Barnes & Noble sold - new CEO doesn't like mystery shoppers

I read an article in Sunday's NY Times about the new CEO of Barnes & Noble. He comes from a UK chain that is owned by the same company that just bought B&N. I found this piece of the article very interesting. If he does the same thing here, the low paying (reimbursement for drink only unless you wait for a bonus) could become a thing of the past. I'm quoting the relevant portion of the article here since the NYT requires a subscription to read their articles.


When Mr. Daunt took over Waterstones, he did away with so-called mystery shoppers, a common retail tactic in which undercover buyers report on a variety of performance metrics at stores, like speed of service and tidiness. Mr. Daunt considered this patronizing and bound to engender ill will between management and staff. He needed employees who relished their work, preferably book lovers who evangelized about their favorite reads.

Edited 1 time(s). Last edit at 08/13/2019 02:08AM by MisterBill.

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I don’t think I like being referred to as “so called” and part of a “retail tactic”. Seems demeaning by reporter.
"So called" doesn't bother me. I can see "tactic" being demeaning but given the "patronizing" description, it's likely the opinion of the new CEO.
Well, look at the MSC who does Barnes and Nobles who is well-known for the only requirement for their mystery shoppers is they are breathing. Who knows what kind of feedback as a whole was given Barnes and Nobles.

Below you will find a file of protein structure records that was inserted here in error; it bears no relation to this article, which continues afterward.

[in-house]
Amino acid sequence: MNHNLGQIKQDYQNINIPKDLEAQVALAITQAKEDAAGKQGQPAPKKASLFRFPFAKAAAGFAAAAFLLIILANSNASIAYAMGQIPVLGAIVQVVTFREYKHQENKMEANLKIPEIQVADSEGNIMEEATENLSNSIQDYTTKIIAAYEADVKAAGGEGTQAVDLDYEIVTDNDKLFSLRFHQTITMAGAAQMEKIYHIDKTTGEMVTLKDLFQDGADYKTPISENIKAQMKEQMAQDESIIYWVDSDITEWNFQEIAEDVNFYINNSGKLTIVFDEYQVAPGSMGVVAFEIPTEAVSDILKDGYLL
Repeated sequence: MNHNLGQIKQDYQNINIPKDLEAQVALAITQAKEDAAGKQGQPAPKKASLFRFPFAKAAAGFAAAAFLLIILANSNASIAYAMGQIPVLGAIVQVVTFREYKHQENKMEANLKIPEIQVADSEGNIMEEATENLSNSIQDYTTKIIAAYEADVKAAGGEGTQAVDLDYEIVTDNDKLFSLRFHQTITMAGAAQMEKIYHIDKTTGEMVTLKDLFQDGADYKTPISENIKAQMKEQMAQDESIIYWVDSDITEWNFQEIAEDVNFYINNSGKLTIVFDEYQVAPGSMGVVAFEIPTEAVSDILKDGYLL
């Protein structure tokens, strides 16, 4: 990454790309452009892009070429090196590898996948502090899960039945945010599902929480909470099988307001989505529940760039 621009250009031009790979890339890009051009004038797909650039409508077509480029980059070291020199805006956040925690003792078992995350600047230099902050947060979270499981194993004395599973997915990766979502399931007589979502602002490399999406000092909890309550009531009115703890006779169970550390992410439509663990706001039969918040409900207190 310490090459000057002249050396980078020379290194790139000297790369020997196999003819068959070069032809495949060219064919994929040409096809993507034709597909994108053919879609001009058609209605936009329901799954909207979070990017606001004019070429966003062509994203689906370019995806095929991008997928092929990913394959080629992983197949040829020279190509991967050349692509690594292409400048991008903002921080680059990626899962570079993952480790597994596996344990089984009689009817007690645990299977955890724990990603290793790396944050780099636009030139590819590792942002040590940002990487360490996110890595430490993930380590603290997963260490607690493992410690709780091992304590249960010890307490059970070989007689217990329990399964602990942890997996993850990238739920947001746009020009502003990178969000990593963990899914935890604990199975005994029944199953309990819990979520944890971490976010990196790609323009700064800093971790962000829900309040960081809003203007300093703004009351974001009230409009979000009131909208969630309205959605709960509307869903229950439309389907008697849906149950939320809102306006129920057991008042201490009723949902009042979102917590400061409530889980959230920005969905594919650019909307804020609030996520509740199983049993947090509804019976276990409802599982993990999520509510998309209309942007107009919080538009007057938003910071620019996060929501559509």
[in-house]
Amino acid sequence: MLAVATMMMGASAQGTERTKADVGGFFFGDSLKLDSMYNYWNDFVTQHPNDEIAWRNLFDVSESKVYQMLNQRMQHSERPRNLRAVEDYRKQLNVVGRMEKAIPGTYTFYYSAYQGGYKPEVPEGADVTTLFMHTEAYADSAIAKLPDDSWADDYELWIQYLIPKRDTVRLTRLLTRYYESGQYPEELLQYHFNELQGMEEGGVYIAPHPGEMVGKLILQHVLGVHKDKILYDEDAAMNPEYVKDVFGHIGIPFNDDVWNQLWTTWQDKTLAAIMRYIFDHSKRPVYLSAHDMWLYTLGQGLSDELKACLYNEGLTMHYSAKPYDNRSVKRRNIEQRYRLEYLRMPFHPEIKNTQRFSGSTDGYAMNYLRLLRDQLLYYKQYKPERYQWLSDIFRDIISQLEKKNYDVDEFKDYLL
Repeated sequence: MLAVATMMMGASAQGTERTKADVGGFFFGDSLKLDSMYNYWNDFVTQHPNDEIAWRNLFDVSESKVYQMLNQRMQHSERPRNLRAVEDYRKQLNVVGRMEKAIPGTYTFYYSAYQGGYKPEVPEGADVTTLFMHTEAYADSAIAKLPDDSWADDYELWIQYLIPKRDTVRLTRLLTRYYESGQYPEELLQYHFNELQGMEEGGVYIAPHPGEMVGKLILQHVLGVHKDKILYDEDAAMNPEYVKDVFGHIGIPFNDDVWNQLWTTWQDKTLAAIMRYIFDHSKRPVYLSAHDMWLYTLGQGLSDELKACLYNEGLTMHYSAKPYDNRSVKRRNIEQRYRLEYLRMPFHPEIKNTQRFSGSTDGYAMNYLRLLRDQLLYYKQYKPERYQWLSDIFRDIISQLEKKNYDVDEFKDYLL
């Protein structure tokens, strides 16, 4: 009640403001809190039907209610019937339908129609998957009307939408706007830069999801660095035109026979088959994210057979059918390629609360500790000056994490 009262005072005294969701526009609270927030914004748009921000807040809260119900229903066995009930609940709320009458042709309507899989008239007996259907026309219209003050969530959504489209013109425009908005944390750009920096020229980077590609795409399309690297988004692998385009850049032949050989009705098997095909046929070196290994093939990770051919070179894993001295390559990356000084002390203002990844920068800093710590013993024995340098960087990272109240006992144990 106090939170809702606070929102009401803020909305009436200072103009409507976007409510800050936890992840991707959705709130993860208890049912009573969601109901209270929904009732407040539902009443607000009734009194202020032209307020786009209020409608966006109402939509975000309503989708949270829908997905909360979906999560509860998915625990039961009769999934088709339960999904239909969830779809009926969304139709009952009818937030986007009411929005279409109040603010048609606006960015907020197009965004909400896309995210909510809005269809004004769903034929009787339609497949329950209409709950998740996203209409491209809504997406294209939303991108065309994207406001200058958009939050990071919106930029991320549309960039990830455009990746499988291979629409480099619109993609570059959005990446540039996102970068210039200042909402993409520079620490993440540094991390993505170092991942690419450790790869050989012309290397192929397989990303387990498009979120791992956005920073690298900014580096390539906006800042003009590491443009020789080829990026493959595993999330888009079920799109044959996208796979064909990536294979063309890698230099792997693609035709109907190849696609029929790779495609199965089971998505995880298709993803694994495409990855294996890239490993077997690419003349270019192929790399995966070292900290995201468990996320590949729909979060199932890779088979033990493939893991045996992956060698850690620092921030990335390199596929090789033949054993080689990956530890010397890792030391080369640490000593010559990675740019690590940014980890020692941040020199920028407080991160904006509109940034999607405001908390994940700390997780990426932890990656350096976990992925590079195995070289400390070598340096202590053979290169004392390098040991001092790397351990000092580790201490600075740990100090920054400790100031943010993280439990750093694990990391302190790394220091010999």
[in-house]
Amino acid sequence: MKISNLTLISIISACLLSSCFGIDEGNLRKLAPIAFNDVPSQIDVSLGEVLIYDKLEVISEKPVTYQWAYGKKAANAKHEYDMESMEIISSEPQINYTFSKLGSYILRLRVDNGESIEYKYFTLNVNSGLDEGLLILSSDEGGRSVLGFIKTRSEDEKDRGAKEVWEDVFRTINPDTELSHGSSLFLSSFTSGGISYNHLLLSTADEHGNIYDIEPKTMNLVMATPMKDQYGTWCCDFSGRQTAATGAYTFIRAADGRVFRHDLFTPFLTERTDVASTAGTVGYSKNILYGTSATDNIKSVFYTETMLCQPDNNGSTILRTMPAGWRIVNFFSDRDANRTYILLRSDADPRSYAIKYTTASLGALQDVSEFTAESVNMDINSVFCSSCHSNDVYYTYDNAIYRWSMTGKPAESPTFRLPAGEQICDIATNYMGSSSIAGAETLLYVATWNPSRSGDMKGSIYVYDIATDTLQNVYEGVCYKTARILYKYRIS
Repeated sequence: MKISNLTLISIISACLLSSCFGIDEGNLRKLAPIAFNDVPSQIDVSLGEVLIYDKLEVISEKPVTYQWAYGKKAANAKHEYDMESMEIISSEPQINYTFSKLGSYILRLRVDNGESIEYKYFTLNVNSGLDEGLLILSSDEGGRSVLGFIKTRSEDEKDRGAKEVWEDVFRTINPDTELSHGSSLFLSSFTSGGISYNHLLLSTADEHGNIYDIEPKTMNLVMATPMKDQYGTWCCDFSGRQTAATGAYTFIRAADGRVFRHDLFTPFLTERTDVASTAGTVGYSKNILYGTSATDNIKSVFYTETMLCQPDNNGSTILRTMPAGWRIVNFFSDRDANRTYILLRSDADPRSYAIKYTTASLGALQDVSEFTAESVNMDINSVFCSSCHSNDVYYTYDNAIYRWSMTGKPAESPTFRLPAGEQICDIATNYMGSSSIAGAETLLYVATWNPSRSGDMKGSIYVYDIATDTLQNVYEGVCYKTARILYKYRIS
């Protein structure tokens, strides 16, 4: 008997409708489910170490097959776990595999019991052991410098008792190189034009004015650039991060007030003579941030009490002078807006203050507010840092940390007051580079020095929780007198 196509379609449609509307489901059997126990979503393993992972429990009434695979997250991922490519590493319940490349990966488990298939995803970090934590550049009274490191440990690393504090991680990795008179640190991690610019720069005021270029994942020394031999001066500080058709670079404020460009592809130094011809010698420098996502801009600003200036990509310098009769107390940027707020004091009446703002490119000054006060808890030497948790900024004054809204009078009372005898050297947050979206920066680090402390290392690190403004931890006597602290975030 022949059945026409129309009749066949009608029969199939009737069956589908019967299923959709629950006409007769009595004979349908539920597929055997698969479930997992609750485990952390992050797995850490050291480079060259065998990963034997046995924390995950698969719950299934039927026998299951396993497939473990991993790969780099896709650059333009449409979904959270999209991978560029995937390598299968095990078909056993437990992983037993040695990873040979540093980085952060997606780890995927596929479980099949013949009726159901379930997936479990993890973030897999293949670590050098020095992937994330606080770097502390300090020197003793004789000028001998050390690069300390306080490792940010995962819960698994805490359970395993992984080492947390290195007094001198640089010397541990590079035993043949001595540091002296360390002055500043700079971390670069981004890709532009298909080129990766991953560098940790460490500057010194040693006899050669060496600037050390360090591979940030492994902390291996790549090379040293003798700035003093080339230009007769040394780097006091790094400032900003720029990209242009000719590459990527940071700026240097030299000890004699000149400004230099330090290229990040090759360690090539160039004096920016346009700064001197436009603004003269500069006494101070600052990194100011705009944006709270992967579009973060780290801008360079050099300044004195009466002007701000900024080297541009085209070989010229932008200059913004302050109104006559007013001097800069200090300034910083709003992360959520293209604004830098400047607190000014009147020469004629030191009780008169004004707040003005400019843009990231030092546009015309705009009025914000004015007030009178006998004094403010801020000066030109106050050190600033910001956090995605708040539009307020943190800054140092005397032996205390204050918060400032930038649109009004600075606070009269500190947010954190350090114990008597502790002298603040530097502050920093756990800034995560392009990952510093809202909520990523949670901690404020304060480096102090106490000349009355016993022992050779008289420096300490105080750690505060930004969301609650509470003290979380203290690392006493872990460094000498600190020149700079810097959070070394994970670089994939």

Kim
@kimmiemae wrote:

... is well-known for the only requirement for their mystery shoppers is they are breathing...

Crap. I may not qualify.

Hard work builds character and homework is good for your soul.
@kimmiemae wrote:

Well, look at the MSC who does Barnes and Nobles who is well-known for the only requirement for their mystery shoppers is they are breathing. Who knows what kind of feedback as a whole was given Barnes and Nobles.
Plus you have to be willing to work for nothing (or almost nothing)

At least their form has room for comments. A fast food chain they do has no comment sections. Makes up for the fact that it's reimbursement only.
Book lover here. Here's to a better future in which book people are heard, respected, and responded to by the people who seek to serve them well. There are plenty of other places for mystery shoppers to shop in which book-loving is not a requirement or even a preference for the job.

Gifts of time and love are surely the basic ingredients of a truly merry Christmas. - Peg Bracken
I frequent two bookstores in which the employees are book lovers, the customers (obviously) are book lovers, and we get to know each other. I have had employees of the bookstore call me when something they thought I would like happened to come in. And I have very offbeat tastes. I think your wish is already a reality in many places.


@Shop-et-al wrote:

Book lover here. Here's to a better future in which book people are heard, respected, and responded to by the people who seek to serve them well. There are plenty of other places for mystery shoppers to shop in which book-loving is not a requirement or even a preference for the job.